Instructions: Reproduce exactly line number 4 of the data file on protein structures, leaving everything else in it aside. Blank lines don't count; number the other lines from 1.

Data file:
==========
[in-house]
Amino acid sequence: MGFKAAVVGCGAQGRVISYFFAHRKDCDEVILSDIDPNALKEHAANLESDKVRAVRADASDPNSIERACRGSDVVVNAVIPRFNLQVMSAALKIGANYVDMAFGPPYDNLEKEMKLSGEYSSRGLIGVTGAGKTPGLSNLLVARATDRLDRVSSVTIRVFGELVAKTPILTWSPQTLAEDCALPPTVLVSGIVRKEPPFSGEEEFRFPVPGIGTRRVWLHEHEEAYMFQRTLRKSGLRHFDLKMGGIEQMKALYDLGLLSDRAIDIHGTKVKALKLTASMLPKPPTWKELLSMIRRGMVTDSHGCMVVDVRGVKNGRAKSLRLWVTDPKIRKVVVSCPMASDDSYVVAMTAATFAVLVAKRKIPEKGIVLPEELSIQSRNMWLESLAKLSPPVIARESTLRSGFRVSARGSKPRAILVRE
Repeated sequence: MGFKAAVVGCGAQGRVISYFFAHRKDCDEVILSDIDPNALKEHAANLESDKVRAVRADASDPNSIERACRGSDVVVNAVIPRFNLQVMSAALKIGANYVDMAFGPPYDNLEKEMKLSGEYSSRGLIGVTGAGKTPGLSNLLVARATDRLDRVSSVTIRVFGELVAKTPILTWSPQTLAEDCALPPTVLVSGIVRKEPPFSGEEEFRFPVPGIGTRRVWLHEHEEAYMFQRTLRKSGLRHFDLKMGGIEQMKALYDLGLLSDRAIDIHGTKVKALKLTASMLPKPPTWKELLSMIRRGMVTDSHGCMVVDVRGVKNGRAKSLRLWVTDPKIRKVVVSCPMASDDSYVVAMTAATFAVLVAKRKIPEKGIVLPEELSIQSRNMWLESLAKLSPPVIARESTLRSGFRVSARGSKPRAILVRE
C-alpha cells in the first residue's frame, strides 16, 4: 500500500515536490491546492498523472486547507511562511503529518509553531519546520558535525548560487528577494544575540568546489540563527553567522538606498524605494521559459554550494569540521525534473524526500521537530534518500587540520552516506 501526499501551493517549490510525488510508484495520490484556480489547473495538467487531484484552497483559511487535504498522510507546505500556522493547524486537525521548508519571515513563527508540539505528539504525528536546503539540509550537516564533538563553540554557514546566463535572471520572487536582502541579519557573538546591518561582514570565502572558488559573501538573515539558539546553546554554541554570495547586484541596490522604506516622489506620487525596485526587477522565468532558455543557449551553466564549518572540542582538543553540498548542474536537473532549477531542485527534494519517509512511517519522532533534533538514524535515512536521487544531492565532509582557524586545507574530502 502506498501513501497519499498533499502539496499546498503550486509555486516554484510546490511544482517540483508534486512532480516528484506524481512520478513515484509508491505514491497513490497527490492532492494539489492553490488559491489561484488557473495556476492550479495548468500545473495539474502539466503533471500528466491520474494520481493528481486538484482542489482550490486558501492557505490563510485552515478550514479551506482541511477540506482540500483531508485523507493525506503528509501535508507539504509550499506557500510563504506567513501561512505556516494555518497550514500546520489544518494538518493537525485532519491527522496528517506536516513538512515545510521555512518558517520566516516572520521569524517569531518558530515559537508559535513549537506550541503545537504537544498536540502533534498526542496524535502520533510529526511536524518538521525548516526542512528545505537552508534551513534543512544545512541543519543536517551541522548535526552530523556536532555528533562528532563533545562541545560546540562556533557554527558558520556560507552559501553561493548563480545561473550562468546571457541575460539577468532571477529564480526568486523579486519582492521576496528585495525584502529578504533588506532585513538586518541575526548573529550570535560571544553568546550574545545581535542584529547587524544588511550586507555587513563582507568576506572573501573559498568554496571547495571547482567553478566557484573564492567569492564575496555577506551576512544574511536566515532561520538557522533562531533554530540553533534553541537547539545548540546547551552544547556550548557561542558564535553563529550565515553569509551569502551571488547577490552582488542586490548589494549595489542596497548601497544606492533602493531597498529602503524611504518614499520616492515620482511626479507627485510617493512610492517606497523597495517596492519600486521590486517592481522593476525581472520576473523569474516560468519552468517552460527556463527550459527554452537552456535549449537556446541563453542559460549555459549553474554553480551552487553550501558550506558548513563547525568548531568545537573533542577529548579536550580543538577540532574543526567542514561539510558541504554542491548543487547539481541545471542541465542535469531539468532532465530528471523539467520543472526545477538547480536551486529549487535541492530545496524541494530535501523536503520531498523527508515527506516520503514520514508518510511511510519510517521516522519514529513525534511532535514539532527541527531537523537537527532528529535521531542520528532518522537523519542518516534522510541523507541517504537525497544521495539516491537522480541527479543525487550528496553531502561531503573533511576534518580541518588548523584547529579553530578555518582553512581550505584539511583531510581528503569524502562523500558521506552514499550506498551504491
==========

C-alpha cells in the first residue's frame, strides 16, 4: 500500500515536490491546492498523472486547507511562511503529518509553531519546520558535525548560487528577494544575540568546489540563527553567522538606498524605494521559459554550494569540521525534473524526500521537530534518500587540520552516506 501526499501551493517549490510525488510508484495520490484556480489547473495538467487531484484552497483559511487535504498522510507546505500556522493547524486537525521548508519571515513563527508540539505528539504525528536546503539540509550537516564533538563553540554557514546566463535572471520572487536582502541579519557573538546591518561582514570565502572558488559573501538573515539558539546553546554554541554570495547586484541596490522604506516622489506620487525596485526587477522565468532558455543557449551553466564549518572540542582538543553540498548542474536537473532549477531542485527534494519517509512511517519522532533534533538514524535515512536521487544531492565532509582557524586545507574530502 502506498501513501497519499498533499502539496499546498503550486509555486516554484510546490511544482517540483508534486512532480516528484506524481512520478513515484509508491505514491497513490497527490492532492494539489492553490488559491489561484488557473495556476492550479495548468500545473495539474502539466503533471500528466491520474494520481493528481486538484482542489482550490486558501492557505490563510485552515478550514479551506482541511477540506482540500483531508485523507493525506503528509501535508507539504509550499506557500510563504506567513501561512505556516494555518497550514500546520489544518494538518493537525485532519491527522496528517506536516513538512515545510521555512518558517520566516516572520521569524517569531518558530515559537508559535513549537506550541503545537504537544498536540502533534498526542496524535502520533510529526511536524518538521525548516526542512528545505537552508534551513534543512544545512541543519543536517551541522548535526552530523556536532555528533562528532563533545562541545560546540562556533557554527558558520556560507552559501553561493548563480545561473550562468546571457541575460539577468532571477529564480526568486523579486519582492521576496528585495525584502529578504533588506532585513538586518541575526548573529550570535560571544553568546550574545545581535542584529547587524544588511550586507555587513563582507568576506572573501573559498568554496571547495571547482567553478566557484573564492567569492564575496555577506551576512544574511536566515532561520538557522533562531533554530540553533534553541537547539545548540546547551552544547556550548557561542558564535553563529550565515553569509551569502551571488547577490552582488542586490548589494549595489542596497548601497544606492533602493531597498529602503524611504518614499520616492515620482511626479507627485510617493512610492517606497523597495517596492519600486521590486517592481522593476525581472520576473523569474516560468519552468517552460527556463527550459527554452537552456535549449537556446541563453542559460549555459549553474554553480551552487553550501558550506558548513563547525568548531568545537573533542577529548579536550580543538577540532574543526567542514561539510558541504554542491548543487547539481541545471542541465542535469531539468532532465530528471523539467520543472526545477538547480536551486529549487535541492530545496524541494530535501523536503520531498523527508515527506516520503514520514508518510511511510519510517521516522519514529513525534511532535514539532527541527531537523537537527532528529535521531542520528532518522537523519542518516534522510541523507541517504537525497544521495539516491537522480541527479543525487550528496553531502561531503573533511576534518580541518588548523584547529579553530578555518582553512581550505584539511583531510581528503569524502562523500558521506552514499550506498551504491